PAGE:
Hailing him as a “staunch defender” of press freedom and civil liberties, friends, family and admirers of Kuldip Nayar on Friday gathered here to mourn his loss, and said carrying forward the values he espoused would be a “true tribute” to the veteran journalist.
The Press Club of India (PCI) and the Indian Women Press Corps (IWPC) organised a memorial meet at the Club premises in honour of Nayar, who died here aged 95 on August 23.
Press Association president Jaishankar Gupta described him as a man who was a “living history”.
“He saw the pre-Independence era and the post-Independence era, Emergency and post-Emergency period. He was a staunch defender of press freedom and fought fiercely for civil liberties. His loss is more poignant at a time when freedom of expression is under strain,” he said.
Gupta alleged that the kind of “attacks” on the press freedom taking place today is such that was “not even seen” during the Emergency days.
“And, therefore, we must take a pledge to carry forward the values he stood for and that would be the true tribute to Nayar sahab,” he said.
Granddaughter Mandira Nayar, a journalist, while remembering him as a “doyen of journalism” and “eternal optimist” also recalled his grandfather’s “love for dark chocolates”.
“Everyone knows him as a serious journalist, and he was a very serious journalist. He was giant but, was never conscious of it. However, he had a weakness for dark chocolates, which he devoured every night,” an emotional Mandira reminisced.
“He also loved movies and cricket. He was a defender of civil liberties, a humanist and a peace activist till the end. For us as a family, it is a tremendous loss, but I realised after meeting people from our fraternity that they also felt a sense of loss,” she said.
Born in 1923 in Pakistan’s Sialkot, Nayar worked in several newspapers including as the editor in The Statesman. He was arrested during the Emergency.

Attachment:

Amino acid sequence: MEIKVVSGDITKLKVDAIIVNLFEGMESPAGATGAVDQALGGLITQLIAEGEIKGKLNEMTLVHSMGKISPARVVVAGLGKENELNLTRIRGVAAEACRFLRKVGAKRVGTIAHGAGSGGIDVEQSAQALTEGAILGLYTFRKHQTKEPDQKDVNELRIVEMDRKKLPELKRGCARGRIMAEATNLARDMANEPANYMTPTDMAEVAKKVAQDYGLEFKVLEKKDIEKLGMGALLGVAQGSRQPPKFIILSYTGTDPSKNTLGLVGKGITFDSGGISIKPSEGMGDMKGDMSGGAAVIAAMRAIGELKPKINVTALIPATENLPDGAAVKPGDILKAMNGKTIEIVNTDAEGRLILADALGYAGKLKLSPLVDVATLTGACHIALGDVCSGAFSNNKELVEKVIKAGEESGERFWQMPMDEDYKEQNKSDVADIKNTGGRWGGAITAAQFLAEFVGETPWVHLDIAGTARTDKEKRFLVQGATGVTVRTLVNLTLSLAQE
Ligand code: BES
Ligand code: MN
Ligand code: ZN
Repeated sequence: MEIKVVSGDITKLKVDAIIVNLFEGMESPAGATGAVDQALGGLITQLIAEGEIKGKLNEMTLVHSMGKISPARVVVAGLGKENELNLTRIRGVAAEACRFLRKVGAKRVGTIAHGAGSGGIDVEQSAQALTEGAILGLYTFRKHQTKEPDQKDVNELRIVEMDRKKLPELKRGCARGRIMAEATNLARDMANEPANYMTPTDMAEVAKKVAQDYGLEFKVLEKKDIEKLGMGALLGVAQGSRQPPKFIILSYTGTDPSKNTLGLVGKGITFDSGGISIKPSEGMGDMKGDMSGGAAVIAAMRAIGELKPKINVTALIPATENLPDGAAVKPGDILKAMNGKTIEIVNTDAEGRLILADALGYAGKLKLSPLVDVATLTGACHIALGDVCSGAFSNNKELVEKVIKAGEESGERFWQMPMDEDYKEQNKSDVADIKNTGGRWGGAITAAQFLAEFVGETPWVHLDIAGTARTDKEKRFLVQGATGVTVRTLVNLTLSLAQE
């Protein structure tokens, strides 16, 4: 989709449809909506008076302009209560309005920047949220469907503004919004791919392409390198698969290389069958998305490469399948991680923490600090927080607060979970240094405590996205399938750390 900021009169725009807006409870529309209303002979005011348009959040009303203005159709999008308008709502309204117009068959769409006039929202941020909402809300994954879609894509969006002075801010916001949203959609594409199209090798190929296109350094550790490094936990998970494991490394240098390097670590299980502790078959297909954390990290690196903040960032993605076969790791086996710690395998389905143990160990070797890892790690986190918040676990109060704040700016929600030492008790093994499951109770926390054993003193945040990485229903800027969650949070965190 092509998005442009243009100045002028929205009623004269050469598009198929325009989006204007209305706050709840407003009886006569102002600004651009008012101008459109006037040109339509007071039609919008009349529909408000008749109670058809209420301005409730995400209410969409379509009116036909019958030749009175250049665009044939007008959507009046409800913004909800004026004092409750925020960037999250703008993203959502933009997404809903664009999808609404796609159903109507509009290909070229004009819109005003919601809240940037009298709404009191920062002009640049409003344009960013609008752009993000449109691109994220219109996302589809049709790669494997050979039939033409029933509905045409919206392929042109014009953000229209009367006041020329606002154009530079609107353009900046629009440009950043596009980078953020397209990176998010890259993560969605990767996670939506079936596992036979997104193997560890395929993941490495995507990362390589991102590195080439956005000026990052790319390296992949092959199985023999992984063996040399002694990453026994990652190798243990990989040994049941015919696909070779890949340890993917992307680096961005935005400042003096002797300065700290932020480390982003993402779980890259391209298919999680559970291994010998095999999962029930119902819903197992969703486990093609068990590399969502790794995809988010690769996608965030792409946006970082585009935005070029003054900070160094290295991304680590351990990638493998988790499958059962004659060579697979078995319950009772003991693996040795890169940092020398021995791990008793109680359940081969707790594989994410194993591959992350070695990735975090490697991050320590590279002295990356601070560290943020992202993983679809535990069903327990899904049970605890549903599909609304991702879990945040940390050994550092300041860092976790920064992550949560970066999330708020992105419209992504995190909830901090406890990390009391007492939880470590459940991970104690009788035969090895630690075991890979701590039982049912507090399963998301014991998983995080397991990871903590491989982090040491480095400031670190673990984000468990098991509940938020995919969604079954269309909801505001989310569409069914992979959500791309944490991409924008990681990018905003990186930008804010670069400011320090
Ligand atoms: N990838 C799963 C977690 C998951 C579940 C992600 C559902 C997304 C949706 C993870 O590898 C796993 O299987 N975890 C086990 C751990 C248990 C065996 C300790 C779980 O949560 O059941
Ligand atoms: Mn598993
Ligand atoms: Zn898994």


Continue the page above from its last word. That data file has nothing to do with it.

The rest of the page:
In today’s alleged polarised atmosphere, “It is all the more important to remember the legacy of a man, who was a crusader of civil rights and defender of democratic rights,” senior journalist and IPCW president, T K Rajalakshmi said.
“He was born in undivided India and was uprooted after suffering the brunt of partition. But, he never carried any bitterness about Pakistan or against anything or anyone. He had such warmth,” she said.
Delhi-based fimmaker Meera Dewan, who made a biographical documentary on the life of the eminent journalist and author, also attended the meet.
The film—In his Inner Voice: Kuldip Nayar, commissioned by the Films Division was completed earlier this year.
“The premier took place at IIC in September and the auditorium was jam-packed, people sat on the aisles. And, I feel happy that Nayar sahab could see the film. His instant reaction on seeing the turnout was—‘How come so many people here?’ Such was his humility,” she told PTI.
A garlanded portrait of Nayar was placed at the venue and a moment of silence was also observed after which people paid floral tribute to him.
Press Club’s Secretary General Vinay Kumar said, “Our small library and a reading room at Press Club will keep alive the words and works of many stalwarts of journalism, including Nayar sahab.”
Delhi Chief Minister Arvind Kejriwal on the day of Nayar’s death had hailed the veteran journalist, and said his departure was a “great loss” to the nation as he was one of the strongest voices for press freedom and democratic rights, “especially in today’s atmosphere.